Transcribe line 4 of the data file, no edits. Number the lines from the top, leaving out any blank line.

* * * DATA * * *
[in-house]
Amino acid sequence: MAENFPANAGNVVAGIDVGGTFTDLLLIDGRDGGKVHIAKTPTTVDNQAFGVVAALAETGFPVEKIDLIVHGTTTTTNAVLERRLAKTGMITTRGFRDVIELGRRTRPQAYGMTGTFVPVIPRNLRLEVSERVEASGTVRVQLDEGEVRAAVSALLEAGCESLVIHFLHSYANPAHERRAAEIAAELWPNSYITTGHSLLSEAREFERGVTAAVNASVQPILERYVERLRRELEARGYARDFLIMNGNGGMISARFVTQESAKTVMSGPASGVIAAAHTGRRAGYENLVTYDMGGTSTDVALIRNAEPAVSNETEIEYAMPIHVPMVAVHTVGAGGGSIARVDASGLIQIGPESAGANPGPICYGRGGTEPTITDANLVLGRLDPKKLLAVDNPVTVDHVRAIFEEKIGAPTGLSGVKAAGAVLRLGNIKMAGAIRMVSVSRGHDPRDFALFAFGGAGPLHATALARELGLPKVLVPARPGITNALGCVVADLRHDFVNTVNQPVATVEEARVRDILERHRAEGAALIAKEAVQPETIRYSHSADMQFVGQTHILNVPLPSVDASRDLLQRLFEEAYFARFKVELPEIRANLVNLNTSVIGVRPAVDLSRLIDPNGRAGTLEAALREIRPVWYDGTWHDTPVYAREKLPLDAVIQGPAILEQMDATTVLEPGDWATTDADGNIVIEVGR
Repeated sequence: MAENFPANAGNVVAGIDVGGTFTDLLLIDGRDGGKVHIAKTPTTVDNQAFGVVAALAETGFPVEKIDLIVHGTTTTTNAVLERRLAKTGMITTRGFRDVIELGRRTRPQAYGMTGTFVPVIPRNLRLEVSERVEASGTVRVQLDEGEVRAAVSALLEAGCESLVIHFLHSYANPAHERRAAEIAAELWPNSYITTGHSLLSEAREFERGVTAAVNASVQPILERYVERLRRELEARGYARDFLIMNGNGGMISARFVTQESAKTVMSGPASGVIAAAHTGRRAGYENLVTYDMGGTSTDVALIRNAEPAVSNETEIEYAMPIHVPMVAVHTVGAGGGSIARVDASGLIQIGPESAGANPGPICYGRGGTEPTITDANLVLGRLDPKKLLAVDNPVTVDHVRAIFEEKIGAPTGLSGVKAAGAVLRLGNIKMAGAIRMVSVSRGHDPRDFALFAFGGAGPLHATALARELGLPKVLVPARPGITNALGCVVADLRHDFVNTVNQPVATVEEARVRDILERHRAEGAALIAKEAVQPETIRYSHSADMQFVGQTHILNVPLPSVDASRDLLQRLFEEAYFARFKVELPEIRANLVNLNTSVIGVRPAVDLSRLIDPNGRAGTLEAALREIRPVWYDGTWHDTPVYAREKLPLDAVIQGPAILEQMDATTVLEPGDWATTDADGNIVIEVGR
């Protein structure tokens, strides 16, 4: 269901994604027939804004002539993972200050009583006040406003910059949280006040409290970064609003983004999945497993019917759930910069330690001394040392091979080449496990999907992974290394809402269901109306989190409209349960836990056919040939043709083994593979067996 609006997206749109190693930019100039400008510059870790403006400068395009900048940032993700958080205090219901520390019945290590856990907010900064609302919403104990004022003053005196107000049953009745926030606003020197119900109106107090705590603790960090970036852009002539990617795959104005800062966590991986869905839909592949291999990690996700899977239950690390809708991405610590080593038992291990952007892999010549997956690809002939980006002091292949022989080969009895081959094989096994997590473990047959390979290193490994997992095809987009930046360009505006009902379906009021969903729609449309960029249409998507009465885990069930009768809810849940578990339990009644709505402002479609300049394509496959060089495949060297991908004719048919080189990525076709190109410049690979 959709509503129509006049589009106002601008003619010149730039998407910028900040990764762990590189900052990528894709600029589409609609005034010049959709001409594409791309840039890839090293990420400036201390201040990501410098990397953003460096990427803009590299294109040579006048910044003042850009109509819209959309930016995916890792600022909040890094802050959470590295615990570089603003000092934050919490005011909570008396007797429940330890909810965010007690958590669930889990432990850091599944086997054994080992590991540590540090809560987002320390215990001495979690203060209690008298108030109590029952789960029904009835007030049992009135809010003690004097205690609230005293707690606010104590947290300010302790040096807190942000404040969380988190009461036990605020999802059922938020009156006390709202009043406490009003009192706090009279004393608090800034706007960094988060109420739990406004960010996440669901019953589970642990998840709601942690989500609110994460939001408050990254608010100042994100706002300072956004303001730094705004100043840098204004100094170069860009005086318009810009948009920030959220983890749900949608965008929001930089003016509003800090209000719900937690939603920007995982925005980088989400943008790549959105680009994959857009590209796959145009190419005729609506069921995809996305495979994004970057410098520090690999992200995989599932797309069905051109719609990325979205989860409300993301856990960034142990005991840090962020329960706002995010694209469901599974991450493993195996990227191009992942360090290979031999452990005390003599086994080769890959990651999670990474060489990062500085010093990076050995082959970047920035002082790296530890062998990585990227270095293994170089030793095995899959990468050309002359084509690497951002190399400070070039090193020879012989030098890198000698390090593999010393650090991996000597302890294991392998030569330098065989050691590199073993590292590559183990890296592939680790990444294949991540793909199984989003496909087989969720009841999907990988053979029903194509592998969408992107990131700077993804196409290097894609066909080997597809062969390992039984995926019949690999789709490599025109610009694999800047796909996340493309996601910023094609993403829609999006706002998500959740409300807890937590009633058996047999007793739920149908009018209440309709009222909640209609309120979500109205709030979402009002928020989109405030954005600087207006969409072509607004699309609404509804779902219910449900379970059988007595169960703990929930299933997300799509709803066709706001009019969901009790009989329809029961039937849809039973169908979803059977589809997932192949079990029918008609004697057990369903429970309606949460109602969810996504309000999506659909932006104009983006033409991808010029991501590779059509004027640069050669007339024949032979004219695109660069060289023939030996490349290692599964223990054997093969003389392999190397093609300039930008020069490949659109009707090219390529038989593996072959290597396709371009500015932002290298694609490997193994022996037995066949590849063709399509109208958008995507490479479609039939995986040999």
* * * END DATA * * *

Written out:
């Protein structure tokens, strides 16, 4: 269901994604027939804004002539993972200050009583006040406003910059949280006040409290970064609003983004999945497993019917759930910069330690001394040392091979080449496990999907992974290394809402269901109306989190409209349960836990056919040939043709083994593979067996 609006997206749109190693930019100039400008510059870790403006400068395009900048940032993700958080205090219901520390019945290590856990907010900064609302919403104990004022003053005196107000049953009745926030606003020197119900109106107090705590603790960090970036852009002539990617795959104005800062966590991986869905839909592949291999990690996700899977239950690390809708991405610590080593038992291990952007892999010549997956690809002939980006002091292949022989080969009895081959094989096994997590473990047959390979290193490994997992095809987009930046360009505006009902379906009021969903729609449309960029249409998507009465885990069930009768809810849940578990339990009644709505402002479609300049394509496959060089495949060297991908004719048919080189990525076709190109410049690979 959709509503129509006049589009106002601008003619010149730039998407910028900040990764762990590189900052990528894709600029589409609609005034010049959709001409594409791309840039890839090293990420400036201390201040990501410098990397953003460096990427803009590299294109040579006048910044003042850009109509819209959309930016995916890792600022909040890094802050959470590295615990570089603003000092934050919490005011909570008396007797429940330890909810965010007690958590669930889990432990850091599944086997054994080992590991540590540090809560987002320390215990001495979690203060209690008298108030109590029952789960029904009835007030049992009135809010003690004097205690609230005293707690606010104590947290300010302790040096807190942000404040969380988190009461036990605020999802059922938020009156006390709202009043406490009003009192706090009279004393608090800034706007960094988060109420739990406004960010996440669901019953589970642990998840709601942690989500609110994460939001408050990254608010100042994100706002300072956004303001730094705004100043840098204004100094170069860009005086318009810009948009920030959220983890749900949608965008929001930089003016509003800090209000719900937690939603920007995982925005980088989400943008790549959105680009994959857009590209796959145009190419005729609506069921995809996305495979994004970057410098520090690999992200995989599932797309069905051109719609990325979205989860409300993301856990960034142990005991840090962020329960706002995010694209469901599974991450493993195996990227191009992942360090290979031999452990005390003599086994080769890959990651999670990474060489990062500085010093990076050995082959970047920035002082790296530890062998990585990227270095293994170089030793095995899959990468050309002359084509690497951002190399400070070039090193020879012989030098890198000698390090593999010393650090991996000597302890294991392998030569330098065989050691590199073993590292590559183990890296592939680790990444294949991540793909199984989003496909087989969720009841999907990988053979029903194509592998969408992107990131700077993804196409290097894609066909080997597809062969390992039984995926019949690999789709490599025109610009694999800047796909996340493309996601910023094609993403829609999006706002998500959740409300807890937590009633058996047999007793739920149908009018209440309709009222909640209609309120979500109205709030979402009002928020989109405030954005600087207006969409072509607004699309609404509804779902219910449900379970059988007595169960703990929930299933997300799509709803066709706001009019969901009790009989329809029961039937849809039973169908979803059977589809997932192949079990029918008609004697057990369903429970309606949460109602969810996504309000999506659909932006104009983006033409991808010029991501590779059509004027640069050669007339024949032979004219695109660069060289023939030996490349290692599964223990054997093969003389392999190397093609300039930008020069490949659109009707090219390529038989593996072959290597396709371009500015932002290298694609490997193994022996037995066949590849063709399509109208958008995507490479479609039939995986040999």